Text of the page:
Unfortunately, there have also been some episodes of large revisions in fiscal statistics that put fiscal surveillance under stress. However, it is important to note that, in most cases, those revisions have not been a surprise. They were indeed preceded by public statements by Eurostat, drawing attention to the fact that the data initially reported by the Member States were not in compliance with the accounting rules and requiring Member States to amend them. Whenever necessary Eurostat has even itself amended data reported by the Member States. In compliance with Regulation 2103/2005, Eurostat has reported – and will report regularly to the European Parliament and to the Council – on the quality of the fiscal data transmitted by Member States.
With regard to forecasts, the Commission regularly assesses the forecasts and projections announced by Member States in their stability and convergence programmes by comparing them with the Commission’s own forecasts. For several Member States, the Commission has publicly noted on some occasions that the fiscal forecasts contained in the stability and convergence programmes were based on optimistic macroeconomic projections.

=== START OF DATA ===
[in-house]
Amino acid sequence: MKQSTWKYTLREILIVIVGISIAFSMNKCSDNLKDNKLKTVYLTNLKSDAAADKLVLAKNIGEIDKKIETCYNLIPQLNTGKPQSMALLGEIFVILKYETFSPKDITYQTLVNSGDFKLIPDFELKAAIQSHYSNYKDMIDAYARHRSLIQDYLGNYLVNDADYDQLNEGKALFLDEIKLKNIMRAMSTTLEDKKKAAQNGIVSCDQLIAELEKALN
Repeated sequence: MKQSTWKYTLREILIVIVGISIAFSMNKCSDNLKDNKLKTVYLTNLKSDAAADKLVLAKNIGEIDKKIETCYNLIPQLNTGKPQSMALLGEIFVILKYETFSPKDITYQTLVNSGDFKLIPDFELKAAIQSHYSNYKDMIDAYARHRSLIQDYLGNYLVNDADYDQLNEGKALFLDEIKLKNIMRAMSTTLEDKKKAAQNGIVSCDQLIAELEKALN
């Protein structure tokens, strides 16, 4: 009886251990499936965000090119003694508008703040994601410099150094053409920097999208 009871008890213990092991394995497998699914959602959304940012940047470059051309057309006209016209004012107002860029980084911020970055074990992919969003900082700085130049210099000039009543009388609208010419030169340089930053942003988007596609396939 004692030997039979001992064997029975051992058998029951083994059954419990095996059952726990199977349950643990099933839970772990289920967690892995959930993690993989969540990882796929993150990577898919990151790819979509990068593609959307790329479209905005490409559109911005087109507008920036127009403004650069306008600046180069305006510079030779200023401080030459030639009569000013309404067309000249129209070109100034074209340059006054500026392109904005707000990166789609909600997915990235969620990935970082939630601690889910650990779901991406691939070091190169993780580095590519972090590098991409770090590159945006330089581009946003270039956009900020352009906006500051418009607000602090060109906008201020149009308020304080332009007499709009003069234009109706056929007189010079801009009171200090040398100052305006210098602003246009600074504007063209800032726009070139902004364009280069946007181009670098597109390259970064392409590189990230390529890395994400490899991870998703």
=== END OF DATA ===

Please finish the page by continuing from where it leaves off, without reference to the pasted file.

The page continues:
The Commission has also pointed out cases where the national projections were not compliant with the accounting rules for specific transactions or where the planned policy measures underlying the forecasts had not yet been confirmed. In preparing its own forecasts, the Commission systematically compares its numbers with projections released by the IMF, the OECD and other organisations. Experience shows that the forecasts published by the Commission – both the macroeconomic and the fiscal figures – are not biased and are at least as reliable as those of other forecasters.
Mieczysław Edmund Janowski (UEN), draftsman of the opinion of the Committee on Regional Development. – (PL) Madam President, I would like to thank Mr Becsey for his report. I would like to thank him twice, firstly as the draftsman of the opinion of the Committee for Regional Development, and secondly as a representative of my political group.